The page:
Are Older People Risking Their Futures?
March 30, 2008
Help the Aged and Barclays have just reported on a survey which shows some worrying trends in borrowing from the older generation. Figures from the survey show that in 2005 people using credit in their 60's owed around £2,000 each. This is 4 times the amount this group owed in 1995. So does this mean that in 2015, this figure could be £8,000?
David Sinclair of Help the Aged warned that this trend was a "Ticking Time bomb". He went on to say, "This report shows that there are some worrying trends in credit usage that could represent a debt crisis for those coming up to retirement. We know from working with older people suffering from chronic debt problems that even owing a relatively small amount of money can cause untold misery for those living on a fixed income."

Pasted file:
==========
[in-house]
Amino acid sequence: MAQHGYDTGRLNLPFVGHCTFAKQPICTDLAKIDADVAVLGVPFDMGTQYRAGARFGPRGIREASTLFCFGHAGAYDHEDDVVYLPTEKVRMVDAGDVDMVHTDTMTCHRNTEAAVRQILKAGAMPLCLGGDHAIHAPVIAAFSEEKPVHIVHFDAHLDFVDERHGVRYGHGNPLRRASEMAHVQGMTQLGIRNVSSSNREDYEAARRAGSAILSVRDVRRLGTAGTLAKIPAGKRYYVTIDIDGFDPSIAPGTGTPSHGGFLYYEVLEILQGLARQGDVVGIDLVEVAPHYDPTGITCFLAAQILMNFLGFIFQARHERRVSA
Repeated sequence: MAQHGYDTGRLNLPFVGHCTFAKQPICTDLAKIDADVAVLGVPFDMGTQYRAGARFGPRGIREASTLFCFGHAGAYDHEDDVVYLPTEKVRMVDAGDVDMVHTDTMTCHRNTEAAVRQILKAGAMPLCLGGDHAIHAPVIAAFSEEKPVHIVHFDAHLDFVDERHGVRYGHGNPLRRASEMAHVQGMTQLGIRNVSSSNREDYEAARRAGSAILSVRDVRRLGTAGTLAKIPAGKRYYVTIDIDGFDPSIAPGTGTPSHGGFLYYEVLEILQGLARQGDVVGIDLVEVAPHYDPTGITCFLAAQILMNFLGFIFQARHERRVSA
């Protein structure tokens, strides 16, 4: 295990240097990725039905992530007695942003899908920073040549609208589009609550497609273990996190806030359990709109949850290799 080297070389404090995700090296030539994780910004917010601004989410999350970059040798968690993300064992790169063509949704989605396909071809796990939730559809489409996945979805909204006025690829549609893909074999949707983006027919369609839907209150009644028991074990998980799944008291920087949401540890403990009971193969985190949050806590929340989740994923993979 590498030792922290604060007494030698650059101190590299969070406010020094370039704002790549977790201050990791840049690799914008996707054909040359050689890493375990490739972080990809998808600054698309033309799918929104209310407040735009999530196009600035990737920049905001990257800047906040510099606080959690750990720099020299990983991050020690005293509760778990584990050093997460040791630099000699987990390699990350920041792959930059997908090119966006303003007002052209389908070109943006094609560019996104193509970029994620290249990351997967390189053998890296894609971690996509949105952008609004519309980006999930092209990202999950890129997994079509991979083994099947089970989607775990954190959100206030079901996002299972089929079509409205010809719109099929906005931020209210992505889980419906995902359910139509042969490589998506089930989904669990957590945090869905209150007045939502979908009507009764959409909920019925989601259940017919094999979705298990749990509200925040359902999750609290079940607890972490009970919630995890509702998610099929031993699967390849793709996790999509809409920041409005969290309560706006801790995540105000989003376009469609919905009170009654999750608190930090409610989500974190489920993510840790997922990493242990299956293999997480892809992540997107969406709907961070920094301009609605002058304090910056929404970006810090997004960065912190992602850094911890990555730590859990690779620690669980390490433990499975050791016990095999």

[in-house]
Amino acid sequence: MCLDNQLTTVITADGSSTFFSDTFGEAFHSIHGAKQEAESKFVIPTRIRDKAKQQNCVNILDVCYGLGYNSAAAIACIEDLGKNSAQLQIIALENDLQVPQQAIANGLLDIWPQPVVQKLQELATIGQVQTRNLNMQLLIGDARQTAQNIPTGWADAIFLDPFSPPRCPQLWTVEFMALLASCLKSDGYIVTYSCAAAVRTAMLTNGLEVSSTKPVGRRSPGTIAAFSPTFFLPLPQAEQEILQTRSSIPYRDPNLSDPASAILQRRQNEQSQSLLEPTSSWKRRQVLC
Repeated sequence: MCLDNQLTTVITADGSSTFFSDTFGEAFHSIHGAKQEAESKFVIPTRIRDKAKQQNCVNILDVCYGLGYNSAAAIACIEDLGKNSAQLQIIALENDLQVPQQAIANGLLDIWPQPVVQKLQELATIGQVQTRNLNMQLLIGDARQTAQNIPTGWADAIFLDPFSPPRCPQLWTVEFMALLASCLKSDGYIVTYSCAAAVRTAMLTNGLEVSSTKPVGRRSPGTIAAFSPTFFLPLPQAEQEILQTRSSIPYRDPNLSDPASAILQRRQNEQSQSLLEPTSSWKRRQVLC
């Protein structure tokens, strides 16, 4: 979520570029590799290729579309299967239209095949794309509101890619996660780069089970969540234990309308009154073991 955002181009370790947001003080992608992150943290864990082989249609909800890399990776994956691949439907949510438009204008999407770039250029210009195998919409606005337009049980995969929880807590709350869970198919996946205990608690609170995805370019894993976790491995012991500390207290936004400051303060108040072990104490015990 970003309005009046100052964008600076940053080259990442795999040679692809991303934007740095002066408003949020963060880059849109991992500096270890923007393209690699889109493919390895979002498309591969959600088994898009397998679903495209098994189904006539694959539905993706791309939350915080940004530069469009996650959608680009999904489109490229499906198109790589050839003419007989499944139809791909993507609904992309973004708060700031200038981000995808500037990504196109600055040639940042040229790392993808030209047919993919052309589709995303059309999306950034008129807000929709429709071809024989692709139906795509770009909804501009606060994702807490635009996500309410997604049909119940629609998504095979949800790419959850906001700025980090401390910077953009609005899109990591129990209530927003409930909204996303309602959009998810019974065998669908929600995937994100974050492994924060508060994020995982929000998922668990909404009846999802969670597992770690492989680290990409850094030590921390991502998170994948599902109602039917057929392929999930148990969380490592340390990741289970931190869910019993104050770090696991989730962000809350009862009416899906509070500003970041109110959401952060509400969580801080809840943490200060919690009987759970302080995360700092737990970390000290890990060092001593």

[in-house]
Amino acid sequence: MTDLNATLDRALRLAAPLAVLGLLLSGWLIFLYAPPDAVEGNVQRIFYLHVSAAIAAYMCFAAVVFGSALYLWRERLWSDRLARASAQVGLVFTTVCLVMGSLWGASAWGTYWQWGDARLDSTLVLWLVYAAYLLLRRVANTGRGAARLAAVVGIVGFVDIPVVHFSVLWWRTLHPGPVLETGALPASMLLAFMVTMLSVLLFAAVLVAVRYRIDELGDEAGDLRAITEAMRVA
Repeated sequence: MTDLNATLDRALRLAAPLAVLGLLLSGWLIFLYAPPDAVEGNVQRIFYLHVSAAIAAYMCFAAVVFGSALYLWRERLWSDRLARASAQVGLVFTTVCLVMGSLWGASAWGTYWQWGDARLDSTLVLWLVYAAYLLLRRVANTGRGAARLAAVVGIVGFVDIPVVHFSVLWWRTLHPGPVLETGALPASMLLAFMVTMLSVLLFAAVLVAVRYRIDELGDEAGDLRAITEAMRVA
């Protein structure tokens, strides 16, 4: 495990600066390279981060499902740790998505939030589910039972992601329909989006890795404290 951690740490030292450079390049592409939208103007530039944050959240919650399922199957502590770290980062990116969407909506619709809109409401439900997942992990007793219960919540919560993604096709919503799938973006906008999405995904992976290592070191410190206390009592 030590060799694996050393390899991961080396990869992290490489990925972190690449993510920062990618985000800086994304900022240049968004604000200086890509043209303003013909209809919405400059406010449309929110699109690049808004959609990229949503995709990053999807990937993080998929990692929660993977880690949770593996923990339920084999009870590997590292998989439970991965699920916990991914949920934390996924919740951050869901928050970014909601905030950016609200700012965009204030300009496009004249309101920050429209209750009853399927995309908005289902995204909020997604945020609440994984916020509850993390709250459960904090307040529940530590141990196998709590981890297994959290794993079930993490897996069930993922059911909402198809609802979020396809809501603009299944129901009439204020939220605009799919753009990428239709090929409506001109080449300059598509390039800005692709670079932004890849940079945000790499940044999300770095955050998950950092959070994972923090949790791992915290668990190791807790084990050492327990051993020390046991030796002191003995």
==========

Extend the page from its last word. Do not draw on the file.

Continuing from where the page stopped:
The worrying figures show that credit is becoming easier to find. The Debt Counsellors Credit Survey's latest figures show that 44% of the people, who have taken part, strongly agreed with the statement that 'credit was easy'. So, should the government do more to stop people falling into this trap of over stretching themselves?
John Porter of Debt Counsellors said "we are seeing more and older people with debt problems; they seem to get themselves into trouble, quite innocently, often just buying essentials like food and fuel. But the worry is that if they are coming up to retirement, which often means less income, then why would a credit lender lend. We ask, is this responsible lending?"
Help the Aged also stated that they hope the Government will introduce a strategy to continue progress in tracking pension poverty. It called for an overhaul of Social Fund to meet the needs of the poorest pensioners.
John went on to say "being in debt can be worrying enough, but in most cases people have time and can work to get themselves out of trouble, but being of retirement age and relying on the state pension for income, that that must be a huge worry".
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